Captions are Critical

They say a picture is worth 1000 words (and I’d argue that pictures can say much more than that), but what about actual words associated with your pictures?  Does the picture above tell you much without the caption alongside it?

2016-12-05 (18) 0027
My grandmother’s bad handwriting (she was left-handed but wrote with her right) on the back of the picture.

When you go through old pictures, you may be fortunate enough to have extra information to tell you what is going on in the picture.  Some people were good about marking information on the back of pictures (though the actual pen or marker was not good for the physical photo itself!).  Others put pictures in photo albums that allowed space to add information about the photos on the page.

My favorite captions are those that give more than the Who? What? When? Where? data and provide insight on the Why or How come.  What was Mom thinking when she took that picture?  What is the meaning of that particular gift?  Why were these people on vacation together?

One thing that makes me sad for today’s kids is the lack of stories attached to their photos.  Since most people aren’t printing photos out or organizing them properly on the computer, these stories are getting lost.  We have thousands of photos of the children born in the age of the digital camera, but they aren’t as meaningful as the handful of photos taken in the 1960s or 1970s in the family’s collection.

Stacy and Cheri (5 weeks)  Cheri sure makes her laugh!
“Stacy – 5 weeks.  Cheri sure makes her laugh!”

I was fortunate to be born in a family that valued photos, took more than average, and added information to them.  As I digitized my baby photos and my sister’s baby photos, I smiled over and over as I added captions in my mother’s words.  Even though there’s a five-year difference in our ages, apparently my sister and I were enamored with each other from the start.  How much does this caption strengthen our relationship now when we see how close we used to be?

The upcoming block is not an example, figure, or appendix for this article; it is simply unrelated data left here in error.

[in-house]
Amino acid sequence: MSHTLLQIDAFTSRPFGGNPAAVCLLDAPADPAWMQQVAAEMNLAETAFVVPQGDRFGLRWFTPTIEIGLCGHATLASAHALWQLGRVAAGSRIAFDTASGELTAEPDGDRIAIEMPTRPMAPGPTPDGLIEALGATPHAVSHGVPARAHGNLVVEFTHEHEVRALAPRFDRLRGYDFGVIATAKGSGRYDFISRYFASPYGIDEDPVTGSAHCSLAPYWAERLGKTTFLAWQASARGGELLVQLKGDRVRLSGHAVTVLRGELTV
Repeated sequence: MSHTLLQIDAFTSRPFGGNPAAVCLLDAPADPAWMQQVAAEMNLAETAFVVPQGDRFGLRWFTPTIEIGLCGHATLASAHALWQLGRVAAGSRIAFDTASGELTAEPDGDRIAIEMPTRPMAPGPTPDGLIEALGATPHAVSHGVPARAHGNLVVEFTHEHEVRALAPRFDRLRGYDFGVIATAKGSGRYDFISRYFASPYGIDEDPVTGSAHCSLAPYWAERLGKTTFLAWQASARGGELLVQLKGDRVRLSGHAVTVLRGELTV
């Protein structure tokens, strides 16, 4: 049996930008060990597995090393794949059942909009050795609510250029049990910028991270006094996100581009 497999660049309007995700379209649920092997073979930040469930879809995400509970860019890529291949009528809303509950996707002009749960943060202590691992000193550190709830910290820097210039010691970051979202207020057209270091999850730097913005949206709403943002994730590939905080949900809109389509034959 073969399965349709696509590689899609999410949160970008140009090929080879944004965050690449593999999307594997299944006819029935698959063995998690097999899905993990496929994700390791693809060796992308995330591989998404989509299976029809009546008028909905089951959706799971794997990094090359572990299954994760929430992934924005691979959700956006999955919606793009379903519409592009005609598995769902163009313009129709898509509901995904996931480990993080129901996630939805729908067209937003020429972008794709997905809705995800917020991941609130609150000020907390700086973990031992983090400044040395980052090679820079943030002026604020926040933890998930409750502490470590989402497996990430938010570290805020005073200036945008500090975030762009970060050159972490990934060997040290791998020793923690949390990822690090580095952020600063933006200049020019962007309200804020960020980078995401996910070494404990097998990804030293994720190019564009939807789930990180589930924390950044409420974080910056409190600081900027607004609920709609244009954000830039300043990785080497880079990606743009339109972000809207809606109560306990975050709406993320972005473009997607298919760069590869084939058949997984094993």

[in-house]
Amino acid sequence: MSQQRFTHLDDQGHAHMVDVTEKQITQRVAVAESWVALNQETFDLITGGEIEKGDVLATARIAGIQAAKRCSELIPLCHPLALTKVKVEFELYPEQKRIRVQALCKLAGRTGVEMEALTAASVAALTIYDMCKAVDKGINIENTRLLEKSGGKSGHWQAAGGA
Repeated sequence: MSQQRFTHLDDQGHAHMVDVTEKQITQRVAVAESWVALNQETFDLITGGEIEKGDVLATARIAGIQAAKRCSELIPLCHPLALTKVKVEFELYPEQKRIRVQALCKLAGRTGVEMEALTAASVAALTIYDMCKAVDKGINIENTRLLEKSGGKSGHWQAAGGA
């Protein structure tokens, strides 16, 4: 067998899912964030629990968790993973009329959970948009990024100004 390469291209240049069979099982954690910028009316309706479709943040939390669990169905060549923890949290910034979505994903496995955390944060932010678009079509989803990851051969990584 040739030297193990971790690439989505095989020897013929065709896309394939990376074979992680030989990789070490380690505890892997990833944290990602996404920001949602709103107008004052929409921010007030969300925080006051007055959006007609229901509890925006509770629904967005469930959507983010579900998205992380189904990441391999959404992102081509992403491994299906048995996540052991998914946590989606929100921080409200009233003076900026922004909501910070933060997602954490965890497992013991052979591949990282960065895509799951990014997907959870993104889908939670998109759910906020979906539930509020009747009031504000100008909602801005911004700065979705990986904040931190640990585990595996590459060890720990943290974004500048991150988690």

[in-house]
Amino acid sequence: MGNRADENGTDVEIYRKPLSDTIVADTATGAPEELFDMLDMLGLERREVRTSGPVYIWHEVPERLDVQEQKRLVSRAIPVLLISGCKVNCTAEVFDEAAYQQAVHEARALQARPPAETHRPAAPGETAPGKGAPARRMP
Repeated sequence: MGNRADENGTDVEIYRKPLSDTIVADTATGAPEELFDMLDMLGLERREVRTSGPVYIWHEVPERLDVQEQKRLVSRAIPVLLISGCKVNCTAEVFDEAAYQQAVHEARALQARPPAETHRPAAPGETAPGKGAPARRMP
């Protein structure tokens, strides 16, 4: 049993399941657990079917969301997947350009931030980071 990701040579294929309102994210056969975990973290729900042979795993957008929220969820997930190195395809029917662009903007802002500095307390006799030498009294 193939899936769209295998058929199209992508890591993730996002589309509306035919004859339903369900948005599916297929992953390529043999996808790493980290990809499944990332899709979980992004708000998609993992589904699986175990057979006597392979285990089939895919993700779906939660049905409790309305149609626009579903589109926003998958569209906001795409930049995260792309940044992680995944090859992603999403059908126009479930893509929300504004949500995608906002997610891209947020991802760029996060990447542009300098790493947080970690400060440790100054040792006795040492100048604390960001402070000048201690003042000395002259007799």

Experts say it builds a child’s self-esteem to see family photos.  David Krauss, a licensed psychologist from Cleveland, Ohio, says, “It is so helpful for children to see themselves as a valued and important part of that family unit.” (  How much more meaningful are those photos when there’s a story along with them?

Set aside time each month to caption and tag your digital photos.  Even better, print important ones out and note your thoughts about them.  Use a photo-safe pencil on the back or put the pictures in a photo album with space for handwritten notes.  It’s more than worth the effort to have the story with the pictures we’re taking in this digital age!


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